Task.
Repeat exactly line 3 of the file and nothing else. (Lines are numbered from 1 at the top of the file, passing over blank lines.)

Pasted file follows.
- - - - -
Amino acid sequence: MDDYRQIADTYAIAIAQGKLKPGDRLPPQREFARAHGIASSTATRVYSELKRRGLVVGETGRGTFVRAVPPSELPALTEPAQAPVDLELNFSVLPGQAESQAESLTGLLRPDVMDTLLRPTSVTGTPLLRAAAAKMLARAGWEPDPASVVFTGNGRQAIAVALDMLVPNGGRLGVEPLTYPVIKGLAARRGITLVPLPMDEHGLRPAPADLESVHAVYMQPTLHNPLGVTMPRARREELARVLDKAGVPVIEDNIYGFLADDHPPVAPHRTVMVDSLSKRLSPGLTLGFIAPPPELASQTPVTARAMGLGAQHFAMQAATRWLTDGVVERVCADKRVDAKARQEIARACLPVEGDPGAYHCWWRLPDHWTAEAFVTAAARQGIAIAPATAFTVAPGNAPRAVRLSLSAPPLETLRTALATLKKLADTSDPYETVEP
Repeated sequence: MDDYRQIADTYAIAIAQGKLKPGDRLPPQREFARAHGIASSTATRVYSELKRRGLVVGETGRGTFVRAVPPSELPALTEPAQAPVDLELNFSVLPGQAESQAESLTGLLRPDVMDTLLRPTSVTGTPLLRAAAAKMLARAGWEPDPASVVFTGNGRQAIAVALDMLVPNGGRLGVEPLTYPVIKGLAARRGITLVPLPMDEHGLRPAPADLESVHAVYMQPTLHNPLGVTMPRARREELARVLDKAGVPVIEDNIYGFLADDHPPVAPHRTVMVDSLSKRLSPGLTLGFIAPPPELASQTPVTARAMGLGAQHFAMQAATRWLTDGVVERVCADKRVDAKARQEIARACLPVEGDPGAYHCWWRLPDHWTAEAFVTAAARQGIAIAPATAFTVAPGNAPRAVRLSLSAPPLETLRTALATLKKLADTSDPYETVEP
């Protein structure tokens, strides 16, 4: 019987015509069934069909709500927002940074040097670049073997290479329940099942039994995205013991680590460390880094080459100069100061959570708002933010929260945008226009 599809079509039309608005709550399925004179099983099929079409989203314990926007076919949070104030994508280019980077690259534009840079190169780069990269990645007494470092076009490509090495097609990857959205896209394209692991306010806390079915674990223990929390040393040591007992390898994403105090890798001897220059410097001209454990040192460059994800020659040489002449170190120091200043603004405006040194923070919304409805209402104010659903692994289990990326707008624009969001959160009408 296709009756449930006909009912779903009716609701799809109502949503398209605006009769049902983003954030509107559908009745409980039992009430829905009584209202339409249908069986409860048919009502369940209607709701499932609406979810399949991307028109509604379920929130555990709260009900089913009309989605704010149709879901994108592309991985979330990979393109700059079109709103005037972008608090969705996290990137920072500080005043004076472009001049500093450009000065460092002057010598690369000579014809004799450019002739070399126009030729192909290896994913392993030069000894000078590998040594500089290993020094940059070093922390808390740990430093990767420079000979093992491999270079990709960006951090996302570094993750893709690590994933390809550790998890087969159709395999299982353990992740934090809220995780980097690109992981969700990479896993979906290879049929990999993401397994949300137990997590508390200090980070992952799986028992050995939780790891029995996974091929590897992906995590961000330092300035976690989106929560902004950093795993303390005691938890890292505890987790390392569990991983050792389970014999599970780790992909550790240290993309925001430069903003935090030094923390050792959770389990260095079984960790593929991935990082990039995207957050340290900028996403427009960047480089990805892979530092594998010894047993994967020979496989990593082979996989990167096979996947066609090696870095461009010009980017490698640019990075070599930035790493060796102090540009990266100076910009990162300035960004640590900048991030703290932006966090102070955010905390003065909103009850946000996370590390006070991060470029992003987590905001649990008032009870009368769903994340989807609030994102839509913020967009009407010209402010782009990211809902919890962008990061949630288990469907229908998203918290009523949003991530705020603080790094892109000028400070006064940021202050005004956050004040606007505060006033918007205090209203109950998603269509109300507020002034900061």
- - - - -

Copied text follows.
């Protein structure tokens, strides 16, 4: 019987015509069934069909709500927002940074040097670049073997290479329940099942039994995205013991680590460390880094080459100069100061959570708002933010929260945008226009 599809079509039309608005709550399925004179099983099929079409989203314990926007076919949070104030994508280019980077690259534009840079190169780069990269990645007494470092076009490509090495097609990857959205896209394209692991306010806390079915674990223990929390040393040591007992390898994403105090890798001897220059410097001209454990040192460059994800020659040489002449170190120091200043603004405006040194923070919304409805209402104010659903692994289990990326707008624009969001959160009408 296709009756449930006909009912779903009716609701799809109502949503398209605006009769049902983003954030509107559908009745409980039992009430829905009584209202339409249908069986409860048919009502369940209607709701499932609406979810399949991307028109509604379920929130555990709260009900089913009309989605704010149709879901994108592309991985979330990979393109700059079109709103005037972008608090969705996290990137920072500080005043004076472009001049500093450009000065460092002057010598690369000579014809004799450019002739070399126009030729192909290896994913392993030069000894000078590998040594500089290993020094940059070093922390808390740990430093990767420079000979093992491999270079990709960006951090996302570094993750893709690590994933390809550790998890087969159709395999299982353990992740934090809220995780980097690109992981969700990479896993979906290879049929990999993401397994949300137990997590508390200090980070992952799986028992050995939780790891029995996974091929590897992906995590961000330092300035976690989106929560902004950093795993303390005691938890890292505890987790390392569990991983050792389970014999599970780790992909550790240290993309925001430069903003935090030094923390050792959770389990260095079984960790593929991935990082990039995207957050340290900028996403427009960047480089990805892979530092594998010894047993994967020979496989990593082979996989990167096979996947066609090696870095461009010009980017490698640019990075070599930035790493060796102090540009990266100076910009990162300035960004640590900048991030703290932006966090102070955010905390003065909103009850946000996370590390006070991060470029992003987590905001649990008032009870009368769903994340989807609030994102839509913020967009009407010209402010782009990211809902919890962008990061949630288990469907229908998203918290009523949003991530705020603080790094892109000028400070006064940021202050005004956050004040606007505060006033918007205090209203109950998603269509109300507020002034900061």